What Is a Lawyer and What Do Lawyers Do?
A lawyer is a person who is educated in the law and has received the necessary qualifications to practice law. Lawyers performs many tasks, including drafting wills and contracts, providing legal advice and representing their clients in court. There are several kinds of lawyers, each of them specializing in specific areas of law.
Typically, in order for a person to become a lawyer, he must earn a law degree and pass a bar examination. The National Association for Legal Career Professionals explains that because of the increasingly complex nature of the law and its growing reach into every sphere of life, the role of the lawyer is expanding.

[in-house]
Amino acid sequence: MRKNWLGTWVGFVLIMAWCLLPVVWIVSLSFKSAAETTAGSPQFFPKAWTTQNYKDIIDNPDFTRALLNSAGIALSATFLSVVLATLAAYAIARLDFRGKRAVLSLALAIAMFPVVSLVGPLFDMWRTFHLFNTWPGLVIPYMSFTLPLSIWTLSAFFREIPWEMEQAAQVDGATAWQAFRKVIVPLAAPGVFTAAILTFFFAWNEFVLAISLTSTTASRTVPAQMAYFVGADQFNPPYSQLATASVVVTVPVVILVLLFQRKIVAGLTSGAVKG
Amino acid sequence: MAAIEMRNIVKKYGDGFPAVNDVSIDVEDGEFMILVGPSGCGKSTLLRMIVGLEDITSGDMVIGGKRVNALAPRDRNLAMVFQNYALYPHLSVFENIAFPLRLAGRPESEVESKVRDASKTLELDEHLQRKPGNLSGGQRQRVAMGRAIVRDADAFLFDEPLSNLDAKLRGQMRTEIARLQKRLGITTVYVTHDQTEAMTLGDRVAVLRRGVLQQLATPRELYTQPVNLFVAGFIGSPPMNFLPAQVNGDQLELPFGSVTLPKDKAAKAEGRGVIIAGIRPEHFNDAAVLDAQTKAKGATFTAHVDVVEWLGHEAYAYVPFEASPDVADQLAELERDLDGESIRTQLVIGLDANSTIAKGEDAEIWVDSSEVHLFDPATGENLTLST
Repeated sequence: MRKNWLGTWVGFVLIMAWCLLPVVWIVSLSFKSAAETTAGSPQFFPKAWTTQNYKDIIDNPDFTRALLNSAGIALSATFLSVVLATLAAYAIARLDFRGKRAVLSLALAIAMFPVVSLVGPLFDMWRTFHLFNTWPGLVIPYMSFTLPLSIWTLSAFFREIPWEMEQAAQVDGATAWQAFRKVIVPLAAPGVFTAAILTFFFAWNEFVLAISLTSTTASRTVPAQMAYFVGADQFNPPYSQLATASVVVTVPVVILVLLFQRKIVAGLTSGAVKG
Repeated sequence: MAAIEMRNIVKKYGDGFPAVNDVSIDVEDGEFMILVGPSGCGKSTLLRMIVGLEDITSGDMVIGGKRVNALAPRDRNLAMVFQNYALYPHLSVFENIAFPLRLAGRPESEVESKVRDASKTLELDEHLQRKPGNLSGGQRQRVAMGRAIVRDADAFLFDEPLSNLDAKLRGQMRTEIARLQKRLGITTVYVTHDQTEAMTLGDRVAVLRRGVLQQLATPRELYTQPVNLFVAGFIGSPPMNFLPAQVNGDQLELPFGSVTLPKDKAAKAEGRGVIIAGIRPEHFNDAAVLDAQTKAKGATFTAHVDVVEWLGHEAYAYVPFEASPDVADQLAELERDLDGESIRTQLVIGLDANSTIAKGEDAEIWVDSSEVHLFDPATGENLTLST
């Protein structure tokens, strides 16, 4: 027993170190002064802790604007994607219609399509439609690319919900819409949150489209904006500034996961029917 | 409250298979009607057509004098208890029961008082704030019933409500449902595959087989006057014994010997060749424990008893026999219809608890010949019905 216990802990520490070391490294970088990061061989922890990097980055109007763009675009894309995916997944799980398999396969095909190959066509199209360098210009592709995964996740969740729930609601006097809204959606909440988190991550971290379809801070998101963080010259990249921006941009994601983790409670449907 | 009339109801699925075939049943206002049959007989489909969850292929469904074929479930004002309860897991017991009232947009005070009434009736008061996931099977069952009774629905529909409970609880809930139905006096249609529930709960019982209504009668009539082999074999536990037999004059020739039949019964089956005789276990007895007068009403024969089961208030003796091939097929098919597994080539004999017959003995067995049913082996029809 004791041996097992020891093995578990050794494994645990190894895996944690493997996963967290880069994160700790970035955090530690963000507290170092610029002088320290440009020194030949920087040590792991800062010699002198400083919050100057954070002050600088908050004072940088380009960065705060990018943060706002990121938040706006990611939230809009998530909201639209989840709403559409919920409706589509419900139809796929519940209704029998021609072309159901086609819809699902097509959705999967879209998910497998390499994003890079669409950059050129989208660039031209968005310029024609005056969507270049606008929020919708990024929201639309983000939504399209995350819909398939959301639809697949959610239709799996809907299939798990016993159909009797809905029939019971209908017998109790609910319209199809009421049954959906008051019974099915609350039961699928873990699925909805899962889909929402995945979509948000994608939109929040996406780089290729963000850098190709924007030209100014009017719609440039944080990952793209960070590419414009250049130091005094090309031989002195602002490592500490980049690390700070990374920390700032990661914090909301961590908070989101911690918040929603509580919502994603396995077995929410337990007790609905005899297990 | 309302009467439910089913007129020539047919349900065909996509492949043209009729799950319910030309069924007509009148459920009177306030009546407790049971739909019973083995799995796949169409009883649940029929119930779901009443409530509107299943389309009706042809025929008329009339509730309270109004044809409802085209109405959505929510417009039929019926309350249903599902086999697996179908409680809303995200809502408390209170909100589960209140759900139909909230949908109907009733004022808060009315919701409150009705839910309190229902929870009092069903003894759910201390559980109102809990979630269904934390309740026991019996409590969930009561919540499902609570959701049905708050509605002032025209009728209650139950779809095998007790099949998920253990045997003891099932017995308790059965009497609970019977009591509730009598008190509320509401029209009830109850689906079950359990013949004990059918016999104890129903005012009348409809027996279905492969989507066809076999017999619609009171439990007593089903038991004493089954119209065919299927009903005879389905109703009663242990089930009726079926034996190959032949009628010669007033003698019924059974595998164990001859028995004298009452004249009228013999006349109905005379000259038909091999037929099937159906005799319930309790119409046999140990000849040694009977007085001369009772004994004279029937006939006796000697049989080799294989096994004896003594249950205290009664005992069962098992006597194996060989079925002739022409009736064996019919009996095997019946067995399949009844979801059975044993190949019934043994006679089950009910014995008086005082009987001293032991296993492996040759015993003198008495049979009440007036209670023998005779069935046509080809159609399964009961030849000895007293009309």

Lawyers help write contracts. When people enter into agreements--especially business agreements--they typically work with lawyers to develop a contract that is beneficial to both parties and enforceable under the law. Lawyers also help people write their will and testament. The complexity of estate law and the inability to distribute one's wealth after death often necessitate the advice of an experienced legal adviser.
Lawyers also litigate in court, either for the defense or prosecution. They find and question witnesses, compile evidence and present facts to sway a jury in favor of the persons they represent. Lawyers who serve in the prosecution for criminal cases often work for the government.